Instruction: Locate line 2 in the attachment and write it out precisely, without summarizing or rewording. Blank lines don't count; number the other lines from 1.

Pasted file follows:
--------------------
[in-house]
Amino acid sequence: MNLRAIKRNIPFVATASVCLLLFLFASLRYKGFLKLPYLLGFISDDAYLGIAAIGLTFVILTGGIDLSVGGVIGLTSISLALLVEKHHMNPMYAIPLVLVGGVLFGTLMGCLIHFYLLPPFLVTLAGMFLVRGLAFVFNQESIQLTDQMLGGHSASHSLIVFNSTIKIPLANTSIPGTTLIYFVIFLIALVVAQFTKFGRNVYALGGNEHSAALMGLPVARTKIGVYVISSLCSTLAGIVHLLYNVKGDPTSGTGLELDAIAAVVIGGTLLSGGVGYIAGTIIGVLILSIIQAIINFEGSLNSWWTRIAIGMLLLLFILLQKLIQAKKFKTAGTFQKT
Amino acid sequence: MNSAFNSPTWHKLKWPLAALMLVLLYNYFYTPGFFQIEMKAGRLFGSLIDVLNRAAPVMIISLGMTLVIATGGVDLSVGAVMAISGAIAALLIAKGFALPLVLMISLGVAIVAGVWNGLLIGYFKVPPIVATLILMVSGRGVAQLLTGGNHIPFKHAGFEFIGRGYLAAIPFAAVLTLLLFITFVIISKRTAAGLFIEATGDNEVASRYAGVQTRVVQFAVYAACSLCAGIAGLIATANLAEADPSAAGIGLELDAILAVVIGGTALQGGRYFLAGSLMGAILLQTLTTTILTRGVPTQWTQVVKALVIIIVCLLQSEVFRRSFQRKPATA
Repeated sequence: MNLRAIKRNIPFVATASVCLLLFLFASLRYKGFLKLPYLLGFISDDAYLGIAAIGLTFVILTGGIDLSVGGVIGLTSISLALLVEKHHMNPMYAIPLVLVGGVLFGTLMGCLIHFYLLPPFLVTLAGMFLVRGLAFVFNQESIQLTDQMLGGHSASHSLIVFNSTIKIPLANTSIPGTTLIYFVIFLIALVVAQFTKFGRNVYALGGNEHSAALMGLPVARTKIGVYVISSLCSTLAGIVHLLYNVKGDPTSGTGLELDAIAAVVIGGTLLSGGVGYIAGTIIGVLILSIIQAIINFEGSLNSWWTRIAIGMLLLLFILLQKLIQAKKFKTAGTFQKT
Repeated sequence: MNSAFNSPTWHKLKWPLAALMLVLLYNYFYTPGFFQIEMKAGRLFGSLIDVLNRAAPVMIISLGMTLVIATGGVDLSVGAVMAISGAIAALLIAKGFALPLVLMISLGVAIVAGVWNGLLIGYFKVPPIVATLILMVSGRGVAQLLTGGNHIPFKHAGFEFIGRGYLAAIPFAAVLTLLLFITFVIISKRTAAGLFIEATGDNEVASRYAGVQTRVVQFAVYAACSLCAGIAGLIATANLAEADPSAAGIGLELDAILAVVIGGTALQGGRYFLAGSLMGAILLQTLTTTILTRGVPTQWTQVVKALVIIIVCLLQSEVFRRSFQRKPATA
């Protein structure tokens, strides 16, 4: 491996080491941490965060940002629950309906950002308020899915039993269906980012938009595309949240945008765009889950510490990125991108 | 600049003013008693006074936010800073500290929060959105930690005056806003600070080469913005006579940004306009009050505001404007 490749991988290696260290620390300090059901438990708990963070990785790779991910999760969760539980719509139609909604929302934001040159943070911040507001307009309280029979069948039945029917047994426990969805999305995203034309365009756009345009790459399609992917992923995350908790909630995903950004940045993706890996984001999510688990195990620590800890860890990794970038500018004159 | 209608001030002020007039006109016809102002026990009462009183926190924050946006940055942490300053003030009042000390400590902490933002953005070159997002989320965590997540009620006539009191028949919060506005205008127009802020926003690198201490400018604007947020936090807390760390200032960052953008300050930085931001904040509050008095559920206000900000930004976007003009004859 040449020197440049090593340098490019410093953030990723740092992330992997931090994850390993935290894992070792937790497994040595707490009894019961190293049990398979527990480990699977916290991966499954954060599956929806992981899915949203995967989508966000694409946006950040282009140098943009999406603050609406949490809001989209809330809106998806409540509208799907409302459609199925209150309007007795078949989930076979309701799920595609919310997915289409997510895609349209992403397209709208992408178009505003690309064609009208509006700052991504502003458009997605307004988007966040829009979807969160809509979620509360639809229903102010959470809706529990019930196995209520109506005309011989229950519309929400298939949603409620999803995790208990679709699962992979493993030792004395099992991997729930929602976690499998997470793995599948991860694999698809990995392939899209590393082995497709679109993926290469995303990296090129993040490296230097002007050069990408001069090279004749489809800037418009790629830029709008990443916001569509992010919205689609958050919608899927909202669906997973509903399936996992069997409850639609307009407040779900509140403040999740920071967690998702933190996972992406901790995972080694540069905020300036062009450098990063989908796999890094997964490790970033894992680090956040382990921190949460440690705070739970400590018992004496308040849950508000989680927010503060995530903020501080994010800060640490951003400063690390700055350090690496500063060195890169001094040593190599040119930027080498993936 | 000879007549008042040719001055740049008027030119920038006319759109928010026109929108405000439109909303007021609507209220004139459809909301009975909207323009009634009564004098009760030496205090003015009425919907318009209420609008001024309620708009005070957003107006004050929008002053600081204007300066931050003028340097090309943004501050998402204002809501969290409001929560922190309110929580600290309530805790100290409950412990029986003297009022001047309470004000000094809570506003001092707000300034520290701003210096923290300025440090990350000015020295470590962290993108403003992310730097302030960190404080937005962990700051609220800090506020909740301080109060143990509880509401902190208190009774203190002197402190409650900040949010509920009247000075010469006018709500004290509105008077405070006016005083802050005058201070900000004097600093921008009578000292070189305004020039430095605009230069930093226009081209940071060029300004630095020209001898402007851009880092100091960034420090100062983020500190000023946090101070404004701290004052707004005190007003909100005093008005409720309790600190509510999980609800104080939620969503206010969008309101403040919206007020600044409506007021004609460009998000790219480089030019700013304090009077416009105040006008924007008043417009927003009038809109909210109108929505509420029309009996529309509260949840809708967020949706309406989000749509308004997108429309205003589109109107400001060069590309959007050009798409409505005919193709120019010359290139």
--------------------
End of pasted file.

Amino acid sequence: MNLRAIKRNIPFVATASVCLLLFLFASLRYKGFLKLPYLLGFISDDAYLGIAAIGLTFVILTGGIDLSVGGVIGLTSISLALLVEKHHMNPMYAIPLVLVGGVLFGTLMGCLIHFYLLPPFLVTLAGMFLVRGLAFVFNQESIQLTDQMLGGHSASHSLIVFNSTIKIPLANTSIPGTTLIYFVIFLIALVVAQFTKFGRNVYALGGNEHSAALMGLPVARTKIGVYVISSLCSTLAGIVHLLYNVKGDPTSGTGLELDAIAAVVIGGTLLSGGVGYIAGTIIGVLILSIIQAIINFEGSLNSWWTRIAIGMLLLLFILLQKLIQAKKFKTAGTFQKT